Book Review: The Winter Prince

First published in 1993 (Was that really sixteen years ago???), The Winter Prince, by Elizabeth E. Wein, tells the story of Medraut, eldest—and illigetimate—son of Artos, high king of Britain, as he struggles to come to terms with his jealousy of his younger half-brother, heir to the throne.

This is a gripping, powerful book, at times disturbing and dark, but always beautiful and elegantly told. The story, the characters, the setting, the history—all are marvelously drawn. The writing itself is exquisite. We’re talking Charlotte Bronte-level gorgeousness of prose, here:

We rode through a tangle of dripping trees, then burst into a cloudy brown clearing, silvered over with mist, to see the rusty deer bright bounding through the winter bracken.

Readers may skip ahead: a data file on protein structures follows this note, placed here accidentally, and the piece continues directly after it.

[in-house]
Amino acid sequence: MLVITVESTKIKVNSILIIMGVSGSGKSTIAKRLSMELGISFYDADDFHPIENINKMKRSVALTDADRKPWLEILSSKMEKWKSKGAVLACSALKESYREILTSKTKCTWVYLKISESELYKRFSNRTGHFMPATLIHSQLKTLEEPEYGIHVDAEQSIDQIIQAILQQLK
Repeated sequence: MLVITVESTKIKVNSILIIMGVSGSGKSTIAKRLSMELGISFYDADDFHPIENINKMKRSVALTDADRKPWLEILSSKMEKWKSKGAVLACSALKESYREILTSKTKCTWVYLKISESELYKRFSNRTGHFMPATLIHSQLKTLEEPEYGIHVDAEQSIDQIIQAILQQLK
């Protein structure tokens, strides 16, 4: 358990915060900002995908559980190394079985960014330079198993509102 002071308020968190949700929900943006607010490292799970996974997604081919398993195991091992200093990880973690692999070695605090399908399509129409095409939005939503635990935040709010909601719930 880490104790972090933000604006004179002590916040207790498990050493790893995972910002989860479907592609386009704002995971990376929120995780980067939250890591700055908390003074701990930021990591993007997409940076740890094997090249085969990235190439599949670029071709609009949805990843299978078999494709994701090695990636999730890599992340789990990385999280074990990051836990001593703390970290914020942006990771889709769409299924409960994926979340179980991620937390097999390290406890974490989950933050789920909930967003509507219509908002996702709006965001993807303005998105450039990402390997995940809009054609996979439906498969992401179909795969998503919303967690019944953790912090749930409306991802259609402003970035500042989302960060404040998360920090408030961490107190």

Sentences like that make me my little INFP heart soar. Dripping trees! Cloudy brown clearing! Silvered mist! Rusty deer bright bounding through the winter bracken! I want to marry this sentence!

Um, at any rate, this is a beautiful story told by a fabulously talented writer, and I highly recommend it.

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